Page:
Phoenix, Az
Though in all fairness alternators are as sensitive a device as they get.

Some of the original requirements in crapcan endurance racing led a lot of teams to pop their alternators during inspections.

I just keep a fresh spare handy. Probably should upgrade the relay to the heavier piece mentioned and keep the existing one as a spare/backup




Sent from my iPhone using Tapatalk Pro
 
@captdistraction @ArizonaBOSS I'm in the process of researching this for my race car build. My interpretation is that NASA requires all power except fire system to be cut:

NASA CCR 15.8 "Master Switch An electrical master switch is required. It should be mounted so that it is easily accessible from the outside. If mounted outside the cockpit, it should be mounted in an area where it is least likely to be damaged (e.g. cowling near wipers). The switch should shut off the motor and cut all power except to the on-board fire system and any other life support / medical device. The switch location must be clearly marked with a “master switch cut-off decal."

I want to implement a low current solution with a center stack and cowl switch in series. However full electrical isolation has to deal with much higher current switching.

So far I'm at two options:

1) A solenoid in the main battery cable line -- this one handles 500 Amps: https://www.amazon.com/gp/product/B001YIPXR2/?tag=tmo302-20

or 2) A solid State device like this:
http://www.cartekmotorsport.com/Battery Isolator GT EN.pdf

The advantage of the solid state device is that it handles the risks associated with PCM and the Alternator (it cuts power to the PCM 0.5s before main power). The disadvantage is Cost, and that it will likely require re-work of the S550 current sensing in the negative battery cable. I'm also worried about the stated temperature rating of 85*.

The solenoid route is less expensive, but I'd have to figure out PCM and Alternator protection -- working on that....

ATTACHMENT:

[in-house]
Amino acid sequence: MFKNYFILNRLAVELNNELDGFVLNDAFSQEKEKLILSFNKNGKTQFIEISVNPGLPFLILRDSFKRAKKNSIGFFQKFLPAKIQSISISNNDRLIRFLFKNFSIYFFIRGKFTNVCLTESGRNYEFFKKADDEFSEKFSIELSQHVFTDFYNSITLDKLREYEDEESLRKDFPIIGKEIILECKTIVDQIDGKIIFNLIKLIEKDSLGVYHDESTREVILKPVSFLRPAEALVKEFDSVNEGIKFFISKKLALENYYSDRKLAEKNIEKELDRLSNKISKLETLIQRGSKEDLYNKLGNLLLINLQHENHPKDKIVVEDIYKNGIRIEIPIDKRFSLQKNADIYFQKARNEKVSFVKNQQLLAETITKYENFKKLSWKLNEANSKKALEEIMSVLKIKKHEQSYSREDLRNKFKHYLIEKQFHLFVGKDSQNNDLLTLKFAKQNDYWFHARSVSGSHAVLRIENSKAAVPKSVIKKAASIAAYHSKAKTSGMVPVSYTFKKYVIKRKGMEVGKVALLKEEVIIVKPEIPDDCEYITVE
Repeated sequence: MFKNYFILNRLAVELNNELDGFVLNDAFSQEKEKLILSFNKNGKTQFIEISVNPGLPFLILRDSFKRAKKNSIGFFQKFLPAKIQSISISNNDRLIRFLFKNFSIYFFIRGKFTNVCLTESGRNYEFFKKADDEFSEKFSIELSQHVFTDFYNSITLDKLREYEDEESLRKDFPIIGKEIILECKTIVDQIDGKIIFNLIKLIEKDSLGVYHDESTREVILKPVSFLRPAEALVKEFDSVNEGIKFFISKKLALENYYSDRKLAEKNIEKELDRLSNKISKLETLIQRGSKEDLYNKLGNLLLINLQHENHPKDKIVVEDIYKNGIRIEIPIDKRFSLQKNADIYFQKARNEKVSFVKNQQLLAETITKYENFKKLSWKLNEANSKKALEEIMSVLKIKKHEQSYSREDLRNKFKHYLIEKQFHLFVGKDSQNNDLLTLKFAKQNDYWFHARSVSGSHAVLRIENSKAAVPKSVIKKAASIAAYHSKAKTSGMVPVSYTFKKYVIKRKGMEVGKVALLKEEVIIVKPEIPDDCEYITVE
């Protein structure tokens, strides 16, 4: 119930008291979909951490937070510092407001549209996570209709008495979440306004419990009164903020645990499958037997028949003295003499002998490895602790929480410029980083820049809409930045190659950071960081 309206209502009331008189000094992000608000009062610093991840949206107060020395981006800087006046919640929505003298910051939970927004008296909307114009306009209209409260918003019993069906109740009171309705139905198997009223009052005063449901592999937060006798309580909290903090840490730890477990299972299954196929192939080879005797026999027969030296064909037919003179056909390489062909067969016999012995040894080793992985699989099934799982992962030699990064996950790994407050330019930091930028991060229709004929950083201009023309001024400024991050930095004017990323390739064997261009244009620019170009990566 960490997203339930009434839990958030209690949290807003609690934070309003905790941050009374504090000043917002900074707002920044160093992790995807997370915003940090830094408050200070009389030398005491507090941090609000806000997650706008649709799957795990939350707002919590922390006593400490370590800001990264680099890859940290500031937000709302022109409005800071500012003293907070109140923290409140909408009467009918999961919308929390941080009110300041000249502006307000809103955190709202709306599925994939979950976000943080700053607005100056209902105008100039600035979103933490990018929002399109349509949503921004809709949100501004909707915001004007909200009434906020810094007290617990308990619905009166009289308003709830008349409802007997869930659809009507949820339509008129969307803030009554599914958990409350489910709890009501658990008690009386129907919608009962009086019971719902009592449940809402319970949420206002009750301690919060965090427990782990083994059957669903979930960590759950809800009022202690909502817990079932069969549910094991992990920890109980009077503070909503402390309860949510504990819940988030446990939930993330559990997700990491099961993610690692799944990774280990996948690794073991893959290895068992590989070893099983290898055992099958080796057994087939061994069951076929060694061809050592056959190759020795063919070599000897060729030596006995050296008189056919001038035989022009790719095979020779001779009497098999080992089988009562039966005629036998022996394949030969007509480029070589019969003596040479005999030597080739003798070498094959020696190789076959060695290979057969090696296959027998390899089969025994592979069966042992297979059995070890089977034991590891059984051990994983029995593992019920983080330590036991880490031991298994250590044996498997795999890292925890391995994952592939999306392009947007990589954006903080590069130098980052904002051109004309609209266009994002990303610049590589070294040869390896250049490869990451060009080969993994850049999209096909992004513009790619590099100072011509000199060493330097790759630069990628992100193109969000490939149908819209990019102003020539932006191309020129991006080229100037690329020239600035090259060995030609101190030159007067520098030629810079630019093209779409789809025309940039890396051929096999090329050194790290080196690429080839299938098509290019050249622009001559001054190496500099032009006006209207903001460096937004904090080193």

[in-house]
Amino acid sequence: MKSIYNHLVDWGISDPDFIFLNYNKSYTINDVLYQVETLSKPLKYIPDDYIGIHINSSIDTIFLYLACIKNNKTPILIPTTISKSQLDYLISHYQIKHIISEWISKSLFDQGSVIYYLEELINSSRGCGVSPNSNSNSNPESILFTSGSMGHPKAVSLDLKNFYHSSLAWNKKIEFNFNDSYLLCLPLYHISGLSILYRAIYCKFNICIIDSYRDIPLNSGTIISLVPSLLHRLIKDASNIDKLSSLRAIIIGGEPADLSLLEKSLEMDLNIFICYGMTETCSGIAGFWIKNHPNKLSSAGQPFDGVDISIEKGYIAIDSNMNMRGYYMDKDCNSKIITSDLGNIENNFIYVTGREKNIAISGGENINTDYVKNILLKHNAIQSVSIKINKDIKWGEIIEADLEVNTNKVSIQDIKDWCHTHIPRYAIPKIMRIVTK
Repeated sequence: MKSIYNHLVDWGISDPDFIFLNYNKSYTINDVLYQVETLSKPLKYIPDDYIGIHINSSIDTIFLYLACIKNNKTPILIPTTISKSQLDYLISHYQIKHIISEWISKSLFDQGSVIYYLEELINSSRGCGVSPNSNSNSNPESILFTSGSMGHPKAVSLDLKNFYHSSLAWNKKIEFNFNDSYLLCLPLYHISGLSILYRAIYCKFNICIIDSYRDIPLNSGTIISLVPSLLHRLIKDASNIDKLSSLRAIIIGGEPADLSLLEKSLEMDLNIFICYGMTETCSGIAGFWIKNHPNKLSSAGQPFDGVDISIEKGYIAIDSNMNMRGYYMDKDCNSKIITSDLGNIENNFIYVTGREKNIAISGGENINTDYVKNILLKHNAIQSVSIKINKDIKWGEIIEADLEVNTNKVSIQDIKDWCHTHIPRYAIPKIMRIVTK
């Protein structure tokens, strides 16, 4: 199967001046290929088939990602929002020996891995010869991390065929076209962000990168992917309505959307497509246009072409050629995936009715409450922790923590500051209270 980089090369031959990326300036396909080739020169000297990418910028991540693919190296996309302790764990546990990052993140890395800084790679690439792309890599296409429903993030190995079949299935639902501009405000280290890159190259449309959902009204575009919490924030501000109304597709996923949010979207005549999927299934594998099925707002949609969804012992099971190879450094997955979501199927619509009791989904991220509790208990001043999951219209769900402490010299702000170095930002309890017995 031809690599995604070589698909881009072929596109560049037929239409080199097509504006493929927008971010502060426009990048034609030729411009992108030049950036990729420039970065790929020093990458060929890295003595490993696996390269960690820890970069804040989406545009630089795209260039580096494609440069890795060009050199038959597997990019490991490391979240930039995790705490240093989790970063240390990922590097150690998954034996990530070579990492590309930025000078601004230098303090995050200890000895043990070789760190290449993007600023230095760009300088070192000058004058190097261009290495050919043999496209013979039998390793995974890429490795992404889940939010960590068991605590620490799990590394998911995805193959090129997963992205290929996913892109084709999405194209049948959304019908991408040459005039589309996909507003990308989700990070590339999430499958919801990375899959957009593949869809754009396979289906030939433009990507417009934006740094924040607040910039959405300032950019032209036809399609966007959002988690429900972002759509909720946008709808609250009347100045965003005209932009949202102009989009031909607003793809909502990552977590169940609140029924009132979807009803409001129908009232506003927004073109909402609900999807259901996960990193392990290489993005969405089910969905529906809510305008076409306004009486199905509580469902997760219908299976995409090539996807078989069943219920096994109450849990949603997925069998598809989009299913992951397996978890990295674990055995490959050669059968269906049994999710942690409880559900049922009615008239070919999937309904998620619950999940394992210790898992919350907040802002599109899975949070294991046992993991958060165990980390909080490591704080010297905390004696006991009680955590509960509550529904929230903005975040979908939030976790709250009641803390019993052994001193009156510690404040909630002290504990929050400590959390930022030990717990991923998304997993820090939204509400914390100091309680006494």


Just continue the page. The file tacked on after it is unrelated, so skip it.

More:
ArizonaBOSS

Because racecar.
Moderator
8,539
2,368
Arizona, USA
@Black Boss That is the primary CC&R rule, but for the class we run (Super Touring), they only specify a kill switch, not a "full" battery disconnect. In the "Super Unlimited" class you need a true disconnect.

Check out the supplemental rules for the class you are interested in participating in to see what the minimum requirement is. HOWEVER--if you go the full isolator/disconnect route, you will be compliant in all cases.

Edit: That Cartek system looks good and I have seen that advertised before.
 
Last edited:

captdistraction

GrumpyRacer
1,777
1,308
Phoenix, Az
Run the other model solenoid mentioned (24213: its 4 post, but should be clear what the 2nd small post is clear). Use some rubber washers under it if you like (as long as there's a good ground contact).

I haven't had a problem using the solenoid. Battery drain is something to consider but i run a lithium polymer battery anyways; so I've learned not to leave it on for periods of time (and have a jump pack now, which I feel is a track day necessity for a dedicated racecar).

I edited the title to NASA ST2 since that's the specific ruleset I built this under.


Though I've been more wrong than right lately, if building a true total disconnect, make sure you give the alternator somewhere to dump remaining voltage into upon disconnect.
 
@ArizonaBOSS I just looked at: NASA Super Touring (ST & SU) Rules 2017 v11.5, section 7.2 for ST1-4:

7.2 NASA CCR Section 15 and 18 Exceptions All rules in Section 15 and 18 of the NASA CCR shall apply, with the following exceptions that shall supersede those in the CCR: CCR 15.6—Roll cages may be built to provide an unlimited amount of chassis stiffening. Any number of cage mounting points may be used above the six (6) minimum requirement, and, any number of additional tubes may be used above the minimum with additional attachment points to the body, including tubes that penetrate the firewall. CCR 15.8—An electrical master cut-off switch is required.

Am I missing something?
 
I think alternator issues are not a problem with this setup. You are not completely cutting off the alternator which is actually more dangerous for the PCM and other electronics. Alternator can still dump into battery when shut off and your are cutting out the electronics. FWIW, I could be dead wrong.

Also, capacity wise, this could be a problem for DD cars. But I don't have 3/4 of the fuses in the main box going to anything. No blower, rear defroster, windows, anything beyond what's necessary for driving the car really. So, for DD, get a larger one. I personally have heard of too many problems with SS ones lighting on fire.
 

captdistraction

GrumpyRacer
1,777
1,308
Phoenix, Az